The process and timing of skull removal remains poorly understood by researchers. New archaeological and skeletal analysis from two skeletons from the early Pre-Pottery Neolithic site of Tell Qaramel, northern Syria, highlights that Neolithic villagers used stone tools to physically decapitate the dead. Drawing upon cutmarks on the axis and the mandible from primary and secondary burials, we employed a scanning electron microscope to document how Neolithic people cut the ligament and its surrounding connecting tissues that bind the cranium with the bones of the axis and the mandible. The position of the cutmarks, especially at the top of the odontoid process of the axis, illustrates the complexities of intentional skull removal. From these and associated burial data, we illustrate that Levantine Neolithic people had specific practical codes for the sequence of skull removal, but given variation in the decomposition of the human body, at times, villagers had to use flint tools for skull removal. This study provides evidence of some of the world's earliest examples of intentional decapitation within human communities. Copyright © 2013 John Wiley & Sons, Ltd.

Keywords: skull removal; Neolithic; cutmarks

Kober 1944

A. E. Kober, The “Adze” Tablets from Knossos. American Journal of Archaeology 48 (1944), 64–75.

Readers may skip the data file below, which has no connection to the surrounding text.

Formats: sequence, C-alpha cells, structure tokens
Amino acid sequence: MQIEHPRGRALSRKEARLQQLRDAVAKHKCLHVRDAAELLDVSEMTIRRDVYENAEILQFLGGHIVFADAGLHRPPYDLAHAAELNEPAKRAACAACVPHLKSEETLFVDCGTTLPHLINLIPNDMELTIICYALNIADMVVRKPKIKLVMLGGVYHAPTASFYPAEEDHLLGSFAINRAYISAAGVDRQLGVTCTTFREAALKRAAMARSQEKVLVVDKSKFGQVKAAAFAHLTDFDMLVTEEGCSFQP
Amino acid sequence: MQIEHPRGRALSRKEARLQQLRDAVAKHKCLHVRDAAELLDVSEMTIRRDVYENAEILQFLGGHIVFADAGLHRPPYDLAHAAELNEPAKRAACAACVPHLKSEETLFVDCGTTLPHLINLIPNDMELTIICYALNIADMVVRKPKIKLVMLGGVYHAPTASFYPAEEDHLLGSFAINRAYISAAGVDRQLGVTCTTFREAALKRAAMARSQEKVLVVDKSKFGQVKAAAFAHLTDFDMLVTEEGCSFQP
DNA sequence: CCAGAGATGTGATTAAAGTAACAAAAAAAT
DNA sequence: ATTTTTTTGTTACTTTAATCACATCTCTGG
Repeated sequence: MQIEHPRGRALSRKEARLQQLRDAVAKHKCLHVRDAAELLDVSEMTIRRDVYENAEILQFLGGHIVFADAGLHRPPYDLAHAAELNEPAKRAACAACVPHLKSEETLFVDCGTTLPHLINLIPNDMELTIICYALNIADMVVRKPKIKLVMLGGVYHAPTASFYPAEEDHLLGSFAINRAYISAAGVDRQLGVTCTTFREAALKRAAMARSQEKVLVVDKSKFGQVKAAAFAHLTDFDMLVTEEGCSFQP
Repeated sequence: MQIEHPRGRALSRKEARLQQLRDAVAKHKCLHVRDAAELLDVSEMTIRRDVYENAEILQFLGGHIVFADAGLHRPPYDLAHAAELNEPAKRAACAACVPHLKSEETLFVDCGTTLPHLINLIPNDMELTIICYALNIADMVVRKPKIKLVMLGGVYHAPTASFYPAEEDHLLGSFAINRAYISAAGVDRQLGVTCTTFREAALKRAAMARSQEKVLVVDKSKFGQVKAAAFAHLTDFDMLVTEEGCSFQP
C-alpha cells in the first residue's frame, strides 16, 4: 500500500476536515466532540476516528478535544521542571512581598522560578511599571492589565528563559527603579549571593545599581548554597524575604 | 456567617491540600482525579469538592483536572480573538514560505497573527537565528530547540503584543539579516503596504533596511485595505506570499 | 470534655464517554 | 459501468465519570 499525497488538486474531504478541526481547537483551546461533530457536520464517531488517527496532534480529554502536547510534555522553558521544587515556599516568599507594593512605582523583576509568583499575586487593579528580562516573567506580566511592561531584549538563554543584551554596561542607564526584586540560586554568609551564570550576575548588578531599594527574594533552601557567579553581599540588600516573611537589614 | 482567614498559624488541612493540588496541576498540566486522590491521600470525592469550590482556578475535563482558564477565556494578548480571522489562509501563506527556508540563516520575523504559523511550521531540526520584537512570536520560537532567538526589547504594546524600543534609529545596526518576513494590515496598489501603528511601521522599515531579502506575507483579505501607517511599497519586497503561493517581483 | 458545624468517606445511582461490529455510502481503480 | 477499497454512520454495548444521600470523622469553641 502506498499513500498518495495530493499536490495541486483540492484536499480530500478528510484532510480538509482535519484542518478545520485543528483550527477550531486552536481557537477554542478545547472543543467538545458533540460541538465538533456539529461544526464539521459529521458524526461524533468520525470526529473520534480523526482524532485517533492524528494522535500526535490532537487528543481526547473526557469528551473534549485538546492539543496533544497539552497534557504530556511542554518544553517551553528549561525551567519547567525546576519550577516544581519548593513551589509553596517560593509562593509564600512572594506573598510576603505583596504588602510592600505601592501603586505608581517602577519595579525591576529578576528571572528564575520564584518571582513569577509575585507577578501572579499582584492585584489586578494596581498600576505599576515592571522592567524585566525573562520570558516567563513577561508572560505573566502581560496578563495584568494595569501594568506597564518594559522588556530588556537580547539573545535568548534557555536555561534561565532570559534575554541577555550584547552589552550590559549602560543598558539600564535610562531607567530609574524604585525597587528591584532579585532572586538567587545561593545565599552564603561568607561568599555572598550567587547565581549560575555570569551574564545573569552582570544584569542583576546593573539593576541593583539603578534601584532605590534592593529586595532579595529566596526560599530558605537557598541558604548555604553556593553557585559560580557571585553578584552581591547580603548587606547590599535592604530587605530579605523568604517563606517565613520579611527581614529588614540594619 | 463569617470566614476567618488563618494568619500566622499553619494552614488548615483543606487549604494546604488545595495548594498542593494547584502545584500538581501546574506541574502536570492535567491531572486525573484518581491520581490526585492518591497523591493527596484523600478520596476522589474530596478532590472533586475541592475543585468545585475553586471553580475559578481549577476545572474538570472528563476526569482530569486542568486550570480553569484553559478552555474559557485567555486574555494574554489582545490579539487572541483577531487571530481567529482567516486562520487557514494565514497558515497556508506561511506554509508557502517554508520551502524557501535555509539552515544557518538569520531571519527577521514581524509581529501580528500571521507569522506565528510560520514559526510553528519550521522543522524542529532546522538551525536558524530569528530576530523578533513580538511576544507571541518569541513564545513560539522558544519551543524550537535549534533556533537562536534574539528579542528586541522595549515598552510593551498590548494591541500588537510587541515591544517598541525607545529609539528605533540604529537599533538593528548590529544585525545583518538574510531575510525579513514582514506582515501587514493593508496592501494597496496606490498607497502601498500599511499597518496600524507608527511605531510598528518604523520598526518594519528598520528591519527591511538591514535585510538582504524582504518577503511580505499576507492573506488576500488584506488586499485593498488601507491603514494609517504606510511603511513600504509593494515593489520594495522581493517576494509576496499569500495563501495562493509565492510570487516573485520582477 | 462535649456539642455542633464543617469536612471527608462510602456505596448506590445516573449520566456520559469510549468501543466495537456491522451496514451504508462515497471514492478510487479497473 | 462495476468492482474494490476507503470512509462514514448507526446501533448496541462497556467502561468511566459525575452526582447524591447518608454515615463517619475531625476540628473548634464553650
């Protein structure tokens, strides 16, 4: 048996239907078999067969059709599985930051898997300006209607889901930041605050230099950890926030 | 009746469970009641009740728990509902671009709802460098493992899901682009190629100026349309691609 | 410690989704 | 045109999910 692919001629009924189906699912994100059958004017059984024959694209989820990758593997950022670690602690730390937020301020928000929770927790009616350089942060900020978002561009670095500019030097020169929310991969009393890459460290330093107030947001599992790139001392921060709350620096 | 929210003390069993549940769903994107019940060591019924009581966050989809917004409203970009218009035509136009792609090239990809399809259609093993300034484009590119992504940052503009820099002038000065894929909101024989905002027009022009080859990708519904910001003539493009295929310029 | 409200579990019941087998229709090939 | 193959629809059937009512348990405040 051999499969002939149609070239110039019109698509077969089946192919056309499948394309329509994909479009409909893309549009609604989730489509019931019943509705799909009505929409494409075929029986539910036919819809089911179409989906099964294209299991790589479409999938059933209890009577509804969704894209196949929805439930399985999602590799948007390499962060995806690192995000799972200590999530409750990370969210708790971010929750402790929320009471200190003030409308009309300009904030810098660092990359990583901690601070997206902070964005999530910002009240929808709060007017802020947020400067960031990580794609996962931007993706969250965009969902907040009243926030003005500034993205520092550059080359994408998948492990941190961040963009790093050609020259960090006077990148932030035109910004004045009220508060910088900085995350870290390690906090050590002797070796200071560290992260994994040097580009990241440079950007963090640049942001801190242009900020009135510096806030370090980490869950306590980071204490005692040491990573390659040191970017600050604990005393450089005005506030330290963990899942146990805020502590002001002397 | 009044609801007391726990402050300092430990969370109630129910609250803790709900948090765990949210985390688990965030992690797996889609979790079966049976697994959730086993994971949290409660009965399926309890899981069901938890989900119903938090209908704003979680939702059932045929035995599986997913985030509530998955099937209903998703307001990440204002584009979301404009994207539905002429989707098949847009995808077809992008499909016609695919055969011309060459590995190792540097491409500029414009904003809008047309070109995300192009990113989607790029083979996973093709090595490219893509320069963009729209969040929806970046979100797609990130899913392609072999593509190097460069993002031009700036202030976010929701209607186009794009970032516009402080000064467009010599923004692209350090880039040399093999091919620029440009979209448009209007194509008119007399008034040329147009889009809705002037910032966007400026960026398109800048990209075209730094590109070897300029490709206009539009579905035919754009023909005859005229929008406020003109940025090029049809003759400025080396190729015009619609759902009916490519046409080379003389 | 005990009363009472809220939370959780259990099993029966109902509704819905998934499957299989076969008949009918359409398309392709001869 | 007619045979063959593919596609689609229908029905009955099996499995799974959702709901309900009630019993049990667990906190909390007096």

One of the most striking things about the “cattle” inventories is the fact that the number of cattle listed on the tablets is almost always either 100, a multiple of 100 or a fraction of 100 (usually 50). It is for this reason that Evans calls these inscriptions “percentage tablets” (PM. 692-3). Sundwall goes further, and calls them “hecatomb inventories.” He discusses them under the general heading of “Opferinventare” (Altkr. 25 ff.). If he is right, and the “cattle” inventories give the numbers of cattle slaughtered at certain festivals, perhaps the “adze” inventories list the numbers of instruments used at these sacrifices, or reserved for use at such times. Then the words common to both types of inscription may be a kind of date, perhaps the name of the festival or the god to whom it was dedicated, or the name of the official in charge, as Sundwall has already suggested in connection with the “cattle” inventories. Further conjecture is useless until the publication of new inscriptions either confirms or denies the assumptions already made. One thing is certain: if so much headway can be made simply because we know the sequence of one small group of seven inscriptions, much more can be done, with the help of text restoration, when we have several groups with which to work.